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Shell Weighs Installing Solar Panels At Its Largest Oil Refinery

Oil giant Royal Dutch Shell is mulling over installing solar panels at its largest wholly owned refinery in the world, the Pulau Bukom site in Singapore, a spokeswoman for Shell told Reuters on Tuesday.

“We are exploring the potential of installing solar panels at our Pulau Bukom Manufacturing Site,” the spokeswoman said.

Pulau Bukom is one of Shell’s most important oil refining and petrochemicals production sites and it also serves as a hub for selling refined oil products in Asia Pacific. The manufacturing site is the largest wholly owned Shell refinery globally in terms of crude distillation capacity—500,000 barrels per day, Shell says. The production site also hosts an ethylene cracker complex with capacity to produce up to a million tons a year and a Butadiene Extraction Unit capable of producing 155,000 tons annually.

Two months ago, Shell increased the storage capacity at the Bukom refinery, enabling it “to buy more oil when market conditions are attractive,” Robin Mooldijk, Executive Vice President for Manufacturing at Shell, said.  

Now, as part of its plan to improve energy efficiency and cut its carbon footprint, Shell will be installing solar photovoltaic (PV) power generation systems at three of its manufacturing and logistics sites in Singapore—Tuas, Jurong Island, and Pandan, the company said on Monday, noting that it “is exploring more solar installations in its other sites in Singapore.”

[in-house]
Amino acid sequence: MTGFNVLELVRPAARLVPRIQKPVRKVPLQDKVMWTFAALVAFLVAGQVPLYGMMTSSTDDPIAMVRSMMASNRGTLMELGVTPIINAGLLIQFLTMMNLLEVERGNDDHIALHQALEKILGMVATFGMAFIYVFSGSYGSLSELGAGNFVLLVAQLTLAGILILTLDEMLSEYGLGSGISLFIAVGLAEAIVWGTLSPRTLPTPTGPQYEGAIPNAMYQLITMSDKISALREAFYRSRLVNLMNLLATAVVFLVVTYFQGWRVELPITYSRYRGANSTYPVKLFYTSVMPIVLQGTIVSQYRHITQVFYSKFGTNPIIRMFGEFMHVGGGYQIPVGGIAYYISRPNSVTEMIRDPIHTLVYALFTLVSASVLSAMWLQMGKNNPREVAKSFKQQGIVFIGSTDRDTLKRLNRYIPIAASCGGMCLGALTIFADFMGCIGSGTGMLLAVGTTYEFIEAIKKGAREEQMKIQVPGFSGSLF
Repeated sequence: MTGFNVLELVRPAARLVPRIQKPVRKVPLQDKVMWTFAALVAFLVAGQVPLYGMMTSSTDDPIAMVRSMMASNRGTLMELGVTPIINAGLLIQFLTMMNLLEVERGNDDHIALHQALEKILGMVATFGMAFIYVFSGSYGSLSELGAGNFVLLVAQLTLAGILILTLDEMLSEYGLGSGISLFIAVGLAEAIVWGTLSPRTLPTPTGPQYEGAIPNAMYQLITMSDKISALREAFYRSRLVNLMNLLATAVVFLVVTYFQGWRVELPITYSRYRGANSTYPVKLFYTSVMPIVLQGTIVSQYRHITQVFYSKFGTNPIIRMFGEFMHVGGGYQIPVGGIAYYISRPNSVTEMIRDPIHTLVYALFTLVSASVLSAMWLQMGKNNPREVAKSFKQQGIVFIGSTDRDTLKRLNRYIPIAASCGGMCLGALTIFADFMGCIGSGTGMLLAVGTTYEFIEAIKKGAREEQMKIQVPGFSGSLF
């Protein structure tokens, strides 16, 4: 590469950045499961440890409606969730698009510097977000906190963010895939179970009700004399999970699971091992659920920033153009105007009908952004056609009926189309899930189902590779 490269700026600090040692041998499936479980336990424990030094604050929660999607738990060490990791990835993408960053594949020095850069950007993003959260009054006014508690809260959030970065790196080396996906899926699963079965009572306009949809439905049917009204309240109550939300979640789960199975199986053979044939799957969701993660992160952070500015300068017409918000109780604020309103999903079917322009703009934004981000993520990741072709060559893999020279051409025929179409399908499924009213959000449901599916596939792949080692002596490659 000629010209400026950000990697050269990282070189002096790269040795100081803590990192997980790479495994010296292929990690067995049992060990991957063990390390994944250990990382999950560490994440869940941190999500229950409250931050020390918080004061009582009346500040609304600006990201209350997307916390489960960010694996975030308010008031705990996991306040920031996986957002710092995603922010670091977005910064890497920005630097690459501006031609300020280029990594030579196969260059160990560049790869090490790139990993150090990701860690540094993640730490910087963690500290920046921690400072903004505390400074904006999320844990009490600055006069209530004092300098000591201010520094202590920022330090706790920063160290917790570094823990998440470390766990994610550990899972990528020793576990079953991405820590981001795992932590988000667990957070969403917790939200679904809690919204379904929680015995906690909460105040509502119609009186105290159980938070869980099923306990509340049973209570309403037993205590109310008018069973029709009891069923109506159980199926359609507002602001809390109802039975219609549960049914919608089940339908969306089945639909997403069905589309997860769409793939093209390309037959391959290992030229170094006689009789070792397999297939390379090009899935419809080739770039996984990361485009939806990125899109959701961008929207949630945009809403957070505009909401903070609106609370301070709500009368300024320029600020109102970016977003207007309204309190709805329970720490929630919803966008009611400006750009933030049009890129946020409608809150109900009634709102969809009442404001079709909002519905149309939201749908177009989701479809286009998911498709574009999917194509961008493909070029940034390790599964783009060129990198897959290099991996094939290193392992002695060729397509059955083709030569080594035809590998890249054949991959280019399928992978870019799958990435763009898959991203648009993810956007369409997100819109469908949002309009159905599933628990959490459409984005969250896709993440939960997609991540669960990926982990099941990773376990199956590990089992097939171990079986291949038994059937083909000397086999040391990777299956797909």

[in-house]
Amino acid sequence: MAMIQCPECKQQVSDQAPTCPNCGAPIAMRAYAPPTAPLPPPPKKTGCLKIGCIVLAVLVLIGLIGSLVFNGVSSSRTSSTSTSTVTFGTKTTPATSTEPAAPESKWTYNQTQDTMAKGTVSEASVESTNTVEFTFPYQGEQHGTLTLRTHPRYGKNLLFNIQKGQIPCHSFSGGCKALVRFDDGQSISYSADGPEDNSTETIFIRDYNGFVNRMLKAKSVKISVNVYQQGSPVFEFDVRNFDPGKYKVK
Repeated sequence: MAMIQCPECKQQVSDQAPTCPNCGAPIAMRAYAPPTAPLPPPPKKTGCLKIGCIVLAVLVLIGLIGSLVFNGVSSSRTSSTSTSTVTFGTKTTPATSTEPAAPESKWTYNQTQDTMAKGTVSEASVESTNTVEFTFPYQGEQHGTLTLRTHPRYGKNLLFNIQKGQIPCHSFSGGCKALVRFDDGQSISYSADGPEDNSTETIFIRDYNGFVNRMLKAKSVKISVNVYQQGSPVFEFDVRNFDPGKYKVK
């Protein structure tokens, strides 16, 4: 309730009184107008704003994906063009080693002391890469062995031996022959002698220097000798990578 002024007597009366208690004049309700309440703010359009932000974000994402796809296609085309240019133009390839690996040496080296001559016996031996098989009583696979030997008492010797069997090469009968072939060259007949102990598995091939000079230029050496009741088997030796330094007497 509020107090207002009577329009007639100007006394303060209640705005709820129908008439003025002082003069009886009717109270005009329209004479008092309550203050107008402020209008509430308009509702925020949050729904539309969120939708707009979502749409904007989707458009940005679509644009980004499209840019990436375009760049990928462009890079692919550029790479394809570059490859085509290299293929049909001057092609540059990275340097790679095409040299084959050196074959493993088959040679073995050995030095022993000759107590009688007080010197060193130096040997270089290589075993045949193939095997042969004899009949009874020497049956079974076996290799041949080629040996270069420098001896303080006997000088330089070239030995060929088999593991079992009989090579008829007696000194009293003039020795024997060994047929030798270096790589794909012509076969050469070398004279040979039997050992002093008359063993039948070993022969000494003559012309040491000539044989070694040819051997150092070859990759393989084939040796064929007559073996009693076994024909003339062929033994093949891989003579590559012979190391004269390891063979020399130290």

“At our sites, we are deploying solutions from Shell New Energies, and are actively pursuing opportunities to trial next-generation advanced manufacturing and clean energy technologies. It is our goal to make the transition towards a low-carbon future possible, for our operations and our customers,” Aw Kah Peng, Chairman, Shell Companies in Singapore, said in a statement.  

Earlier this year Shell announced its first-ever short-term goals to cut the carbon footprint of its operations and product sales.  

Last month, Shell’s chief executive Ben van Beurden said that the world reducing emissions to net zero “is the only way to go,” and called on businesses to work together to move faster in addressing climate change.  

By Tsvetana Paraskova for Oilprice.com

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